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Open AccessArticle 1H NMR and Multivariate Analysis for Geographic Characterization of Commercial Extra Virgin Olive Oil: A Possible Correlation with Climate Data
Foods 2017, 6(11), 96; doi:10.3390/foods6110096
Received: 2 October 2017 / Revised: 25 October 2017 / Accepted: 2 November 2017 / Published: 7 November 2017
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Abstract
1H Nuclear Magnetic Resonance (NMR) spectroscopy coupled with multivariate analysis has been applied in order to investigate metabolomic profiles of more than 200 extravirgin olive oils (EVOOs) collected in a period of over four years (2009–2012) from different geographic areas. In particular,
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1H Nuclear Magnetic Resonance (NMR) spectroscopy coupled with multivariate analysis has been applied in order to investigate metabolomic profiles of more than 200 extravirgin olive oils (EVOOs) collected in a period of over four years (2009–2012) from different geographic areas. In particular, commercially blended EVOO samples originating from different Italian regions (Tuscany, Sicily and Apulia), as well as European (Spain and Portugal) and non-European (Tunisia, Turkey, Chile and Australia) countries. Multivariate statistical analysis (Principal Component Analisys (PCA) and Orthogonal Partial Least Squares Discriminant Analysis (OPLS-DA)) applied on the NMR data revealed the existence of marked differences between Italian (in particular from Tuscany, Sicily and Apulia regions) and foreign (in particular Tunisian) EVOO samples. A possible correlation with available climate data has been also investigated. These results aim to develop a powerful NMR-based tool able to protect Italian olive oil productions. Full article
(This article belongs to the Special Issue Olive Oil: Processing, Characterization, and Health Benefits)
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Open AccessArticle Development and Physico-Chemical Characterization of a Shea Butter-Containing Lipid Nutrition Supplement for Sub-Saharan Africa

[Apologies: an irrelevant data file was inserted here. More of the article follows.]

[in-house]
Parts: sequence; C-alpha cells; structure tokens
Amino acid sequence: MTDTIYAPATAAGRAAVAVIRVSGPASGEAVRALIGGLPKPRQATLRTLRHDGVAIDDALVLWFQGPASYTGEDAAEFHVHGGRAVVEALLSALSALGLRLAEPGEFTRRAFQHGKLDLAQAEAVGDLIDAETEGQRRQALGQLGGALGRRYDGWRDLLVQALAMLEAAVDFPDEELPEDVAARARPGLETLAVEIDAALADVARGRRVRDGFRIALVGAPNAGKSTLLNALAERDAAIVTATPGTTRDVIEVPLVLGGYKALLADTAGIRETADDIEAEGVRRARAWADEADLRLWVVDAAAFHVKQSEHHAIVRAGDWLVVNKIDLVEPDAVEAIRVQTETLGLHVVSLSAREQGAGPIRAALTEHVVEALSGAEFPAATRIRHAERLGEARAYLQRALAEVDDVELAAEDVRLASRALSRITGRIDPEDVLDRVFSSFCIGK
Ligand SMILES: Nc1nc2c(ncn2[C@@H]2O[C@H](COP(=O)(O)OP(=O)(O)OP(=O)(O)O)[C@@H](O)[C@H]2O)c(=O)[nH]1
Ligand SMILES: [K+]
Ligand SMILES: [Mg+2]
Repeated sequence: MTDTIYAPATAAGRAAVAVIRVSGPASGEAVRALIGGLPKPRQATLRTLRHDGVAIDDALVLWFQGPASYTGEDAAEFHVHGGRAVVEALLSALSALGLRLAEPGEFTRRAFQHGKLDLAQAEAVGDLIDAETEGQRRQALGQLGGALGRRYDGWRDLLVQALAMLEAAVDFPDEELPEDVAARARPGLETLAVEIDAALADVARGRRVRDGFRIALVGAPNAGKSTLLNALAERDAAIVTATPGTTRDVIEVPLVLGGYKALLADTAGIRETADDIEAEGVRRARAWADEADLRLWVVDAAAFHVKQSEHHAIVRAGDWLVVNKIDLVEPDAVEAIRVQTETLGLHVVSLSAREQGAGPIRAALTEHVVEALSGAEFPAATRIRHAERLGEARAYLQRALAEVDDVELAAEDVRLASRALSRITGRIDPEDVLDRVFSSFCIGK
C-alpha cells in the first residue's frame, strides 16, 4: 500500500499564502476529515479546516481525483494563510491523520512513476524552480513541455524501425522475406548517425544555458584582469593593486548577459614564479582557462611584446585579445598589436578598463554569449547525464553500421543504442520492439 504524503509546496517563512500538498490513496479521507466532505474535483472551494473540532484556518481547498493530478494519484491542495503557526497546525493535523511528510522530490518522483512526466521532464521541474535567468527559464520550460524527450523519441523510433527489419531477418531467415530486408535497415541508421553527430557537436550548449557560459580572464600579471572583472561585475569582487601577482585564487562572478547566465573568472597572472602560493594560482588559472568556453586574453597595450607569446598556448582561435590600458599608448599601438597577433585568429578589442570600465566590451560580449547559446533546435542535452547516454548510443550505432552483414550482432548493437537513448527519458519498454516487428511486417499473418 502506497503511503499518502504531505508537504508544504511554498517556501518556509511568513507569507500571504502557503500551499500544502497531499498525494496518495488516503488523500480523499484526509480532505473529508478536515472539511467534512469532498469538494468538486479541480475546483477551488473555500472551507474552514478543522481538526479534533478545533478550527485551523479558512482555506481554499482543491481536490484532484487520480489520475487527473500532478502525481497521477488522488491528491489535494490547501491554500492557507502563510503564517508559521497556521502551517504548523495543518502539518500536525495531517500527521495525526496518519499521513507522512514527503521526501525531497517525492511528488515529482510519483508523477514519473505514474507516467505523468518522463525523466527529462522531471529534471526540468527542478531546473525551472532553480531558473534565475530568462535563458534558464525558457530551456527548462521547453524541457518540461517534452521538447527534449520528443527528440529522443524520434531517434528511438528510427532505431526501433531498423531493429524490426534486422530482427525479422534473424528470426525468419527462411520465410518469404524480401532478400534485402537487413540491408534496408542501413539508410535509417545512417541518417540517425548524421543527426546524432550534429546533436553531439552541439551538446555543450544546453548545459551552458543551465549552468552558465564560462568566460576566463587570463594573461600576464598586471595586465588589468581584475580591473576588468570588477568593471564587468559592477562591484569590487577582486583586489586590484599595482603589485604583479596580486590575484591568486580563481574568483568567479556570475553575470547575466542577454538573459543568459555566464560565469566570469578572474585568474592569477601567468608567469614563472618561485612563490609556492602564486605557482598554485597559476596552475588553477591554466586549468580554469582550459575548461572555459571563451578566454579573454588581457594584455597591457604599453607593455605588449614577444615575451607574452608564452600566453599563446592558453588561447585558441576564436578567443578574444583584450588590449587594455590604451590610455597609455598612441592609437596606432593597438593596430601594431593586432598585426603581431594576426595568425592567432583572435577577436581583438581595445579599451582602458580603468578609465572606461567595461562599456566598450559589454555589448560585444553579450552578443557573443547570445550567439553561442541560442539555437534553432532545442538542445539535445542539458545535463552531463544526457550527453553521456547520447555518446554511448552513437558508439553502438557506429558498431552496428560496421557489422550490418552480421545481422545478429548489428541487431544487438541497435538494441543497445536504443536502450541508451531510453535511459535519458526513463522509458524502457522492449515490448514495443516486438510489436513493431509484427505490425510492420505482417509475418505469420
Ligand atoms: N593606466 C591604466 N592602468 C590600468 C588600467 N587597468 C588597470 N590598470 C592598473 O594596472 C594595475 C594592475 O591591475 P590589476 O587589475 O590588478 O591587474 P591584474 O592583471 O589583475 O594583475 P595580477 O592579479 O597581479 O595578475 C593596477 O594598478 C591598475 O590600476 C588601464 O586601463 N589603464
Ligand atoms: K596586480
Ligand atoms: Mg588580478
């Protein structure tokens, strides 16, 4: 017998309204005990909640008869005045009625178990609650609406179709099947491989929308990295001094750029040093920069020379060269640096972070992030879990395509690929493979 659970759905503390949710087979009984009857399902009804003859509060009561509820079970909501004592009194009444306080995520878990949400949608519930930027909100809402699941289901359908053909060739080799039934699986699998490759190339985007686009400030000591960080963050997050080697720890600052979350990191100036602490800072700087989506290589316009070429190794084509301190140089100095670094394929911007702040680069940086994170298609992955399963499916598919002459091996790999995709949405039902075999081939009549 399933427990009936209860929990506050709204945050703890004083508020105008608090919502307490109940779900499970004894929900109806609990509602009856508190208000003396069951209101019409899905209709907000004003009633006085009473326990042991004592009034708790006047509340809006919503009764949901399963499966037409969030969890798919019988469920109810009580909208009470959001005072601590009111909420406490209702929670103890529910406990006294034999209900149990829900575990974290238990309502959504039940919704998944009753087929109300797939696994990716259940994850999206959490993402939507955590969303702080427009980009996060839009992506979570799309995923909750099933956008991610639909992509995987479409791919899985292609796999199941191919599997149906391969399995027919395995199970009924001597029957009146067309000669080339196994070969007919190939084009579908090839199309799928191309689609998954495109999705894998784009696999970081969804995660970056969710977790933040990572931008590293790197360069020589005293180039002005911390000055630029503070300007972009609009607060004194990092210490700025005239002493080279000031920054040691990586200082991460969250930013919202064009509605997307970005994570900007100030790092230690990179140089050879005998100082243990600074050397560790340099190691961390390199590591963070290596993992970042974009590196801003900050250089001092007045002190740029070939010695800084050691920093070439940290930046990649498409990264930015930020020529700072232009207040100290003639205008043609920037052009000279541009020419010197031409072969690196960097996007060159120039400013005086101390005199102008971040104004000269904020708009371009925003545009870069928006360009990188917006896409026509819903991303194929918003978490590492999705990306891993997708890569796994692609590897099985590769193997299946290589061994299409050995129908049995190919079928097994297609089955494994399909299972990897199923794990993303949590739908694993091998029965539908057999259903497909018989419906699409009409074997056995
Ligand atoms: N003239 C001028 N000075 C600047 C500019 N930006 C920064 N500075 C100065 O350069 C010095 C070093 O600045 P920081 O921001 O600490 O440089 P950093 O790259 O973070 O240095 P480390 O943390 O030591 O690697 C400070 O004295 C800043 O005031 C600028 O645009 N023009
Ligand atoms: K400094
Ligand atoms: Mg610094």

Foods 2017, 6(11), 97; doi:10.3390/foods6110097
Received: 30 September 2017 / Revised: 3 November 2017 / Accepted: 6 November 2017 / Published: 8 November 2017
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Abstract
Lipid-based nutrient supplements (LNS) are used to prevent and treat moderate and severe acute malnutrition, a leading cause of mortality in children-under-five. The physical and chemical changes of two new LNS products were evaluated before and after accelerated shelf life testing (ASLT) according
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Lipid-based nutrient supplements (LNS) are used to prevent and treat moderate and severe acute malnutrition, a leading cause of mortality in children-under-five. The physical and chemical changes of two new LNS products were evaluated before and after accelerated shelf life testing (ASLT) according to protocols suggested by the U.S. Agency for International Development (USAID) and Doctors without Borders and compared against USAID’s A-20 paste as a control. LNS formulas containing Shea butter from the Shea nut tree (Vitellaria paradoxa), a common fat source in parts of Sub-Saharan Africa, with and without flax-seed oil, as a source of omega-3 fatty acids, were developed. LNS formulas were batched (0.8 kg) in a wet grinder, sealed under nitrogen in three-layer mini-pouches (20 g), and underwent ASLT at 40 ± 2 °C for six months with sampling every eight weeks. At each time point, water activity, moisture, peroxide value, oil separation, vitamin C content, and hardness were evaluated. Results showed comparable stability among all formulas with an increase in Aw (p < 0.05) but no change in vitamin C, oil separation, or peroxide value. Addition of Shea butter improved the LNS’s hardness, which remained stable over time. Modifying fat profile in LNS can improve its texture and essential fatty acid content without affecting its storage stability. Full article